- Core things - no antibodies for it (on the core)
- E antigens = large amounts of viral replication. Antibodies for E indicate that the immune system is controlling it.
- HBV infection has 3 possible outcomes:
- Acute course, recovery and immunity (>90%)
- Chronic infection - carrier state with virus persistence (~10%)
- Fulminant hepatitis (~1%) with liver failure and death (80% of fulminant cases)
NEW SLIDE HERE: natural history with arrows
- Natural history - depends on age.
- From mother: low chance of acute, high chance of chronic. Unless given antibodies or vaccination to protect them.
- But if you get it as an adult, less likely to have chronicity (more likely to be asymptomatic).
- In those who do get chronicity have a very strong correlation with cirrhosis and liver failure/hepatocellular carcinoma (30 fold with C, 180 fold with B)
NEW SLIDE HERE: natural history with graphs
- If you acquire infection vertically, the immune system relatively ignores the virus (have antibodies, not much T cells, not much inflammation, heaps of virus present, lots of antigen present, extends up to 20 years old). Get to a point where the immune system becomes active -- immunoactive phase. Good part: want to get rid of virus Bad: don't want to destroy the liver.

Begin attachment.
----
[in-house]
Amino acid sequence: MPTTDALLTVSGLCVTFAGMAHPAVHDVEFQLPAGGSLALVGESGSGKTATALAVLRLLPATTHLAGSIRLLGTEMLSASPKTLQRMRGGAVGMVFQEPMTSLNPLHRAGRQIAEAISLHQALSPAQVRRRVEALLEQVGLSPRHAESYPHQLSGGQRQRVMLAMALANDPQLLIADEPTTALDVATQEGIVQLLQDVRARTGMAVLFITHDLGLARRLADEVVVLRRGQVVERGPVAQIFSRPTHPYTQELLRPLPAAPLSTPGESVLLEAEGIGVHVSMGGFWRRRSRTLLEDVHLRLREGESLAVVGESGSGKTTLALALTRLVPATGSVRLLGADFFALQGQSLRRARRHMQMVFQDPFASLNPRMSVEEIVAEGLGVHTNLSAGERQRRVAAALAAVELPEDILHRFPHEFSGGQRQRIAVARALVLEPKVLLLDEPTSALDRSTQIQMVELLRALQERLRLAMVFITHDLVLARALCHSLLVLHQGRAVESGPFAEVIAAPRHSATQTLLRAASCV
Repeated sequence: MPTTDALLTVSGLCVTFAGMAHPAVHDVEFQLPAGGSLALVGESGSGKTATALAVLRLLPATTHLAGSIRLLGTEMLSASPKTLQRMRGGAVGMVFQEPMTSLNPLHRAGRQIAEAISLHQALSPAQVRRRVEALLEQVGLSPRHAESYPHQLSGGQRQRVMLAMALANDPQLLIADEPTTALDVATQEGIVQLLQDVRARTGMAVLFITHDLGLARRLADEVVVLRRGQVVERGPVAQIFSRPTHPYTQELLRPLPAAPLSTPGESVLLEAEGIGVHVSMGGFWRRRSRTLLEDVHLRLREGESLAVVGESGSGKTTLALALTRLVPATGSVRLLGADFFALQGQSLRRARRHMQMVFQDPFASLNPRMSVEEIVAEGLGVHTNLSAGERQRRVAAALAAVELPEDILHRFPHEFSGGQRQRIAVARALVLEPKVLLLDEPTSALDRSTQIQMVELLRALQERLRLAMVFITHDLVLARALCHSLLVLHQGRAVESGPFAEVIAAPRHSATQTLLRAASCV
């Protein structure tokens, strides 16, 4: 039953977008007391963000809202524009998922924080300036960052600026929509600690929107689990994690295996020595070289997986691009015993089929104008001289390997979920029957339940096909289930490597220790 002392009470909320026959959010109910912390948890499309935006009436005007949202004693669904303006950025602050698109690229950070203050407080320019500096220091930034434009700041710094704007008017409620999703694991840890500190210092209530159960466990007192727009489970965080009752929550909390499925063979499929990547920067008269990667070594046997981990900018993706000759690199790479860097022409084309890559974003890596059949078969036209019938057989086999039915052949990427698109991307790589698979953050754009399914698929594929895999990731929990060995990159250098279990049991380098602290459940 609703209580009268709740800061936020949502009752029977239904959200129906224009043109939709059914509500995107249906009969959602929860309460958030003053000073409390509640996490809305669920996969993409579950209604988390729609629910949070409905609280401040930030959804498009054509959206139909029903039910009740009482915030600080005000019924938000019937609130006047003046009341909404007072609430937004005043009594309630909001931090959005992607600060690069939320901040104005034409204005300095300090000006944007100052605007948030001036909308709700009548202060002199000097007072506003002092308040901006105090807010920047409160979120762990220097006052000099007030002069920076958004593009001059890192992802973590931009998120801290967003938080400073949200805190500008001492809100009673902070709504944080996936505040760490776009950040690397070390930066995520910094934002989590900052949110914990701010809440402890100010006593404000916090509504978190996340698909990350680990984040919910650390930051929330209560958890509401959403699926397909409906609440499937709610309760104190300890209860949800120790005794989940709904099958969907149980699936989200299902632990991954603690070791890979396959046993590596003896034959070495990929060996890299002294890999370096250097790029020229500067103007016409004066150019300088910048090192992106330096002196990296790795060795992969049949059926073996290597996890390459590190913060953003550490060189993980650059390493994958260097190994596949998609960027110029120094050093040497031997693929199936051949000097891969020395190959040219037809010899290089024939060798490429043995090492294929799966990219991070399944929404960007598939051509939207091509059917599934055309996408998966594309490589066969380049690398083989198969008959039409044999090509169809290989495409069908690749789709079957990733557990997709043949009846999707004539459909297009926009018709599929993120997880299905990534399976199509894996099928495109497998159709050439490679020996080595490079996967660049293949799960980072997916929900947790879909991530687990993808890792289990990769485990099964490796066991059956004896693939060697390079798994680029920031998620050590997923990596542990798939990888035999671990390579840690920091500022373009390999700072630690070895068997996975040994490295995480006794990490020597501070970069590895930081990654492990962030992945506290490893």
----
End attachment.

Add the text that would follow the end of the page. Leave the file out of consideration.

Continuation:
- End up with flares of hepatitis, and very rapid fibrosis. Once you've got cirrhosis, the virus burns out a little bit (quiescence), but still present in the blood.
- can't cure it. Want to control it or suppress it. Can give people things that slow replication.
- There are also life-long antiviral drugs. Resistance of the virus to these drugs is very rare.
Treatment of chronic HBV infection
- Currently approved therapies:
- Interferon alpha
- 5MU daily or 10MU three times weekly for 16 weeks
- 100mg daily for 12 months
- Adefovir dipivoxil